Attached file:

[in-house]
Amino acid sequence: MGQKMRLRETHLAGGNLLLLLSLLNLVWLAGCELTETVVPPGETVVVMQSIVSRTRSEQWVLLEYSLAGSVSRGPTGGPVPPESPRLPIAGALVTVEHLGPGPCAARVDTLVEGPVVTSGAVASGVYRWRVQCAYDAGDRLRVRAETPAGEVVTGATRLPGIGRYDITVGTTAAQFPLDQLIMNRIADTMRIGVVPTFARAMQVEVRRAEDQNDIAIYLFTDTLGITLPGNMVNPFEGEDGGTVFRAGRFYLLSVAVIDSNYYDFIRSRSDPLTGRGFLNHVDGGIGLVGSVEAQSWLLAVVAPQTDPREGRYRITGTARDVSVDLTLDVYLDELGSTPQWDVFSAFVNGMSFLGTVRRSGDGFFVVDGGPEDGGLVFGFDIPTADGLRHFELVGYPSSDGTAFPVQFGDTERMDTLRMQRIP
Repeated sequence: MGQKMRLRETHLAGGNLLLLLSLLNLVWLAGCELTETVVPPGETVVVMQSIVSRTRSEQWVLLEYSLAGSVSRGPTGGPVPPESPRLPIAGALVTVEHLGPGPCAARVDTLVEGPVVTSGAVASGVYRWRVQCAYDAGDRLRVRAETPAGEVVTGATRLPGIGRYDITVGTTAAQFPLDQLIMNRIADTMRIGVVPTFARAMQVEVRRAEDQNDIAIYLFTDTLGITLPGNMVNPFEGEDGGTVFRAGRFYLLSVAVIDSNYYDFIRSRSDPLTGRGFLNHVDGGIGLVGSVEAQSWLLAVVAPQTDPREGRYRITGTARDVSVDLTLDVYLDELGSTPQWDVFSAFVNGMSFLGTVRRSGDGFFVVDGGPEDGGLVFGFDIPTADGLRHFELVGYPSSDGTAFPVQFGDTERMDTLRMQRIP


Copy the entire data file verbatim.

[in-house]
Amino acid sequence: MGQKMRLRETHLAGGNLLLLLSLLNLVWLAGCELTETVVPPGETVVVMQSIVSRTRSEQWVLLEYSLAGSVSRGPTGGPVPPESPRLPIAGALVTVEHLGPGPCAARVDTLVEGPVVTSGAVASGVYRWRVQCAYDAGDRLRVRAETPAGEVVTGATRLPGIGRYDITVGTTAAQFPLDQLIMNRIADTMRIGVVPTFARAMQVEVRRAEDQNDIAIYLFTDTLGITLPGNMVNPFEGEDGGTVFRAGRFYLLSVAVIDSNYYDFIRSRSDPLTGRGFLNHVDGGIGLVGSVEAQSWLLAVVAPQTDPREGRYRITGTARDVSVDLTLDVYLDELGSTPQWDVFSAFVNGMSFLGTVRRSGDGFFVVDGGPEDGGLVFGFDIPTADGLRHFELVGYPSSDGTAFPVQFGDTERMDTLRMQRIP
Repeated sequence: MGQKMRLRETHLAGGNLLLLLSLLNLVWLAGCELTETVVPPGETVVVMQSIVSRTRSEQWVLLEYSLAGSVSRGPTGGPVPPESPRLPIAGALVTVEHLGPGPCAARVDTLVEGPVVTSGAVASGVYRWRVQCAYDAGDRLRVRAETPAGEVVTGATRLPGIGRYDITVGTTAAQFPLDQLIMNRIADTMRIGVVPTFARAMQVEVRRAEDQNDIAIYLFTDTLGITLPGNMVNPFEGEDGGTVFRAGRFYLLSVAVIDSNYYDFIRSRSDPLTGRGFLNHVDGGIGLVGSVEAQSWLLAVVAPQTDPREGRYRITGTARDVSVDLTLDVYLDELGSTPQWDVFSAFVNGMSFLGTVRRSGDGFFVVDGGPEDGGLVFGFDIPTADGLRHFELVGYPSSDGTAFPVQFGDTERMDTLRMQRIP